He may be best known for his role as Emmett Cullen in the "Twilight Saga" film series, but Kellan Lutz has moved past the vampire gig and stepped into the shoes of a demigod.
The actor shed his yellow contacts and white skin in favor of a broadsword, helm, and shield for his upcoming role as young Hercules in "The Legend of Hercules."
Bodybuilding.com caught up with the actor to learn how Lutz built the body of a legend.
Given his love for heroes, Lutz seems like a natural choice to play the son of Zeus. "I [have] always loved Hercules, He-Man, Tarzan—all those epic, classic heroes," Lutz says. "Now that I get to bring Hercules to life, my spirit is on fire."
His love and respect for the character gave Lutz all the motivation he needed to carve a godlike body. When he scored the role, his first priority became the gym. "I wanted to have three months of training. I wanted to get big like the guys who had already portrayed [Hercules]. I had some big shoes to fill."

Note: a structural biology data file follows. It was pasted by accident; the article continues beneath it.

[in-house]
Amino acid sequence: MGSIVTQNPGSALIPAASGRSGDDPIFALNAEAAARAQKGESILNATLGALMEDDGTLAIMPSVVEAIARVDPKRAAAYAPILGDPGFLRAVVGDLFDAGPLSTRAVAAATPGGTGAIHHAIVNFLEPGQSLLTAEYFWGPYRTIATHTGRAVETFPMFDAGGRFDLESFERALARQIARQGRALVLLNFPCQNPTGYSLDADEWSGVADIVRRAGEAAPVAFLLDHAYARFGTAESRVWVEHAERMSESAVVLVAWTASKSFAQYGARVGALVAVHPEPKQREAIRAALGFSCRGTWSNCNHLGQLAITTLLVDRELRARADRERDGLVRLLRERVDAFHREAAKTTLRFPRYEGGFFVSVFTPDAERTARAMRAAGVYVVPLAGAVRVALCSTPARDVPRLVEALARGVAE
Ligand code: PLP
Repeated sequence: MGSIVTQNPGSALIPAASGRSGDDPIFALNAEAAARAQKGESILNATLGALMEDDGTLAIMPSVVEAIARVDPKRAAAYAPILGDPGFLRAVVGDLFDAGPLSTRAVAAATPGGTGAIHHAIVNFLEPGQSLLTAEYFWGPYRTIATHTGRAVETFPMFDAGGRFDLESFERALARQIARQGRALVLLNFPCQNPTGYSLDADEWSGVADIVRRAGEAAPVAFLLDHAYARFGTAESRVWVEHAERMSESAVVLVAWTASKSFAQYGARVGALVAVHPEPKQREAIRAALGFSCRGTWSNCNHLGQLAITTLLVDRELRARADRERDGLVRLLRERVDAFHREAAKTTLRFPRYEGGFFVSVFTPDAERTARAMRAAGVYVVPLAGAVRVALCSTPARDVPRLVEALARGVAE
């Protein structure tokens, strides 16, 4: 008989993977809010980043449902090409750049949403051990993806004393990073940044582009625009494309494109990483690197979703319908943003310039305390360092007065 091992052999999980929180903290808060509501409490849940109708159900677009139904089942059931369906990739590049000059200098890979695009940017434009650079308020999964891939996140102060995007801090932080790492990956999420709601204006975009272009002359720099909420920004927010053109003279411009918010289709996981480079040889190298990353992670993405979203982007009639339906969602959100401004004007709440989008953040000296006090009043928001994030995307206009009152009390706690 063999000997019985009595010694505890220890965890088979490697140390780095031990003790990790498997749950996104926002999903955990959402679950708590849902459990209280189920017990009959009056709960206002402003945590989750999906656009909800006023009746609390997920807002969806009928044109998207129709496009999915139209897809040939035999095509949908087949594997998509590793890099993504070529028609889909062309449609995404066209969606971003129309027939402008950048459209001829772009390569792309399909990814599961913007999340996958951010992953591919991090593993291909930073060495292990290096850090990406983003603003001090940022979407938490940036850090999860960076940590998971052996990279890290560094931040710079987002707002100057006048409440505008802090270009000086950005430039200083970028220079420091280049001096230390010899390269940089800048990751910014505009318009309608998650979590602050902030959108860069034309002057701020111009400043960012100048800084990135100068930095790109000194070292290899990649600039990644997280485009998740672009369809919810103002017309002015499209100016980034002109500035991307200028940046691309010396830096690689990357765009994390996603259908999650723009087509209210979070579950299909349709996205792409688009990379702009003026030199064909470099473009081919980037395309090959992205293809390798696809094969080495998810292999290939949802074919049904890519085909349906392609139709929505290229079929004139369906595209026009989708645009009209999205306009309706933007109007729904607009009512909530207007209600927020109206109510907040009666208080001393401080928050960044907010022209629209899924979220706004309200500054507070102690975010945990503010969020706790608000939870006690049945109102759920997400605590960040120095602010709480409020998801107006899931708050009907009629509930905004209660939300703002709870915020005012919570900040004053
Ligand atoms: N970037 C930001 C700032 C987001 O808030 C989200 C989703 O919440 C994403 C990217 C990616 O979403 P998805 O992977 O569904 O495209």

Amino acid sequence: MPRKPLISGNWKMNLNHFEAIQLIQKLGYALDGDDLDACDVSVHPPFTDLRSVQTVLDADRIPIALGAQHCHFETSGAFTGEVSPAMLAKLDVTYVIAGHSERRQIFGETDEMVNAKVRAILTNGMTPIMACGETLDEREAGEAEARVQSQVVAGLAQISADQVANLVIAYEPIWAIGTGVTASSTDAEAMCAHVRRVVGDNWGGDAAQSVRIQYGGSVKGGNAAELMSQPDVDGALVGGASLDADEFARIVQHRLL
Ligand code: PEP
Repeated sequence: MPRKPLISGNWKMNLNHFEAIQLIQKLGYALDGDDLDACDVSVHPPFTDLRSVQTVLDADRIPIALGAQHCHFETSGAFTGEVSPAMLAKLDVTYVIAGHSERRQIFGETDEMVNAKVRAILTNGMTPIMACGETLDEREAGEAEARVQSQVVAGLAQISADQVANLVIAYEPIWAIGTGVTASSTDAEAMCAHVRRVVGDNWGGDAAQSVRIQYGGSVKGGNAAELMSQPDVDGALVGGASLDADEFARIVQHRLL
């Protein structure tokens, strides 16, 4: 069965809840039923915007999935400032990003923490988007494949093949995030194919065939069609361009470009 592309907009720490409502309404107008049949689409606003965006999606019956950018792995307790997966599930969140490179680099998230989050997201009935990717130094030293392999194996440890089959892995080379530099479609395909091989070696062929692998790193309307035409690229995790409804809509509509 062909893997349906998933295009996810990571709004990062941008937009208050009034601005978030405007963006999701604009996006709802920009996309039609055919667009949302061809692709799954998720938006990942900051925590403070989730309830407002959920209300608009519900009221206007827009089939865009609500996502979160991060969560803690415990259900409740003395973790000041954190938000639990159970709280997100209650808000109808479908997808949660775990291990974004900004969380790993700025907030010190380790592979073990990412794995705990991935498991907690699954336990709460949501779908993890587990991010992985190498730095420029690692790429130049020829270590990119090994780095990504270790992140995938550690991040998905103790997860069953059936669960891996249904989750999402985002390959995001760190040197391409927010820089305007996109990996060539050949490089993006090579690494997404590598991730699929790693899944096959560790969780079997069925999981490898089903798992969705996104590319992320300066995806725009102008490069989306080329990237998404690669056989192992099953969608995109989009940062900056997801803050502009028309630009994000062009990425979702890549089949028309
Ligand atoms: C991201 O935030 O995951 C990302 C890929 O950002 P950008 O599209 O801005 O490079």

However, Lutz's plans for putting on mass didn't quite pan out. "[Director Renny Harlin] called and said I would be leaving to film in two weeks," Lutz recalls. That left little time for adding serious size, but enough time to break out the chisel and work on definition.
Luckily, Harlin already had a unique vision for Lutz and his character. "He wanted me to be cut," says Lutz. "The movie is more about the legend—how [Hercules] becomes the man. It's the journey from his youth to his taking up responsibilities and becoming a leader." So, Lutz stopped worrying about size and focused on athletics and aesthetics.
To physically become the hero, Lutz did more than just don a costume. He used cardio, resistance training, and creativity to build a body worthy of his character. "On set in Bulgaria, we didn't have a very big gym or much equipment," Lutz says. "I didn't have a lot of time, so I had to multitask and work multiple muscles at once."
The treadmill circuit below is an example of how Lutz used limited equipment to great effect. Not only is the circuit challenging, but it's fun and fast-paced, which helps Lutz enjoy the workload. "When I'm working out, I try to make it competitive," he says. "I make up challenges. I need it to be a game."